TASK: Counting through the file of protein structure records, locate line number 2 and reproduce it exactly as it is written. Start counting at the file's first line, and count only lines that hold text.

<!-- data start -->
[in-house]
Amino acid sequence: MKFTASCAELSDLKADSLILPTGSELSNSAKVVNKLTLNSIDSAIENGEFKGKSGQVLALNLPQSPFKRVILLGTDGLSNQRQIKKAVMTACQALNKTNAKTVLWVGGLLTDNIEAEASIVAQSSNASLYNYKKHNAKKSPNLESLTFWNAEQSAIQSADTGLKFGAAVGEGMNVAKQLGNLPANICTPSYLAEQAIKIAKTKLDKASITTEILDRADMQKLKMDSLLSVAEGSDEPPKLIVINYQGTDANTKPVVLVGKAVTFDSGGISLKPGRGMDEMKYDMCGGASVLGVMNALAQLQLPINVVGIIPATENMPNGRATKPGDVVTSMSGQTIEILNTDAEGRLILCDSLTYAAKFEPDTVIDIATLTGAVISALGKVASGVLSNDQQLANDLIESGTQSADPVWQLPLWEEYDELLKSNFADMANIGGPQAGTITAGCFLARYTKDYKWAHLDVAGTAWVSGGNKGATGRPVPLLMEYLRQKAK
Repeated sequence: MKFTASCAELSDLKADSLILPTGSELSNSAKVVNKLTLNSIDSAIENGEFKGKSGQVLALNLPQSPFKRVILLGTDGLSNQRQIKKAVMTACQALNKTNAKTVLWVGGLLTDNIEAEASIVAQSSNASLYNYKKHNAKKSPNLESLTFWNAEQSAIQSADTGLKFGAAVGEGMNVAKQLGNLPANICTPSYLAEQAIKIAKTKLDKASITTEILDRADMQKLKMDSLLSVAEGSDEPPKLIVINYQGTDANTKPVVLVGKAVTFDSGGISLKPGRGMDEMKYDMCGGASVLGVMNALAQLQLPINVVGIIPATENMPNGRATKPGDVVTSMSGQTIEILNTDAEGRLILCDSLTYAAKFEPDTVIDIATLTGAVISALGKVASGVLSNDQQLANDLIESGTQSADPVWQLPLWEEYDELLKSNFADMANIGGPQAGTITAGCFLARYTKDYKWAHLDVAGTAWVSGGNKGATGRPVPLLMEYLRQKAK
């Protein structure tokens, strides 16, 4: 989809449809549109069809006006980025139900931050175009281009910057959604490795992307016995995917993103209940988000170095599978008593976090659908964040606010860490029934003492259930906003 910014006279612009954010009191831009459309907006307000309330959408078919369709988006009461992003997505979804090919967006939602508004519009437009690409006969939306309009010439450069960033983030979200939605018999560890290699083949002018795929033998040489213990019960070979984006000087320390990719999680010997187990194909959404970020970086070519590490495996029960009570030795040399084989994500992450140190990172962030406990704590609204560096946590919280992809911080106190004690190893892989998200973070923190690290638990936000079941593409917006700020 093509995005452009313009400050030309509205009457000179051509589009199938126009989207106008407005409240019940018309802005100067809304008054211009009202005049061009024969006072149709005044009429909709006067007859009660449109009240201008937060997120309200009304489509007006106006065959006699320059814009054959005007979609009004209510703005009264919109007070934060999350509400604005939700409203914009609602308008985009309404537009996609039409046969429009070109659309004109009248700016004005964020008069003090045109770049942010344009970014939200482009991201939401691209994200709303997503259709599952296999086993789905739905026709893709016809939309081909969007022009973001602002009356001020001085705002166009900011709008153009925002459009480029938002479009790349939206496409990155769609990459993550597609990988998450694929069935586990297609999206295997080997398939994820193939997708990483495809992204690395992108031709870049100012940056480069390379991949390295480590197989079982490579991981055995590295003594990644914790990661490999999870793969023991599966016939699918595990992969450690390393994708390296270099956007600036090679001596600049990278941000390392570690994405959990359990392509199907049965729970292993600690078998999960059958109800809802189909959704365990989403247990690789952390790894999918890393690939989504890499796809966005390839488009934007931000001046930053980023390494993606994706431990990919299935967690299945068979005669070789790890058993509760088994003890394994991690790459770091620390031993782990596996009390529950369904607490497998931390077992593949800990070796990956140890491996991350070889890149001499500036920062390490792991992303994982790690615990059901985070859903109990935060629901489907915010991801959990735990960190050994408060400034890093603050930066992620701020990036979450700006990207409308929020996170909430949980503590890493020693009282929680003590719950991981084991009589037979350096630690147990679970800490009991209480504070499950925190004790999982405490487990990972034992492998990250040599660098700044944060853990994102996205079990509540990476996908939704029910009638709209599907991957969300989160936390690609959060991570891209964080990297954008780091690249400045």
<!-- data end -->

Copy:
Amino acid sequence: MKFTASCAELSDLKADSLILPTGSELSNSAKVVNKLTLNSIDSAIENGEFKGKSGQVLALNLPQSPFKRVILLGTDGLSNQRQIKKAVMTACQALNKTNAKTVLWVGGLLTDNIEAEASIVAQSSNASLYNYKKHNAKKSPNLESLTFWNAEQSAIQSADTGLKFGAAVGEGMNVAKQLGNLPANICTPSYLAEQAIKIAKTKLDKASITTEILDRADMQKLKMDSLLSVAEGSDEPPKLIVINYQGTDANTKPVVLVGKAVTFDSGGISLKPGRGMDEMKYDMCGGASVLGVMNALAQLQLPINVVGIIPATENMPNGRATKPGDVVTSMSGQTIEILNTDAEGRLILCDSLTYAAKFEPDTVIDIATLTGAVISALGKVASGVLSNDQQLANDLIESGTQSADPVWQLPLWEEYDELLKSNFADMANIGGPQAGTITAGCFLARYTKDYKWAHLDVAGTAWVSGGNKGATGRPVPLLMEYLRQKAK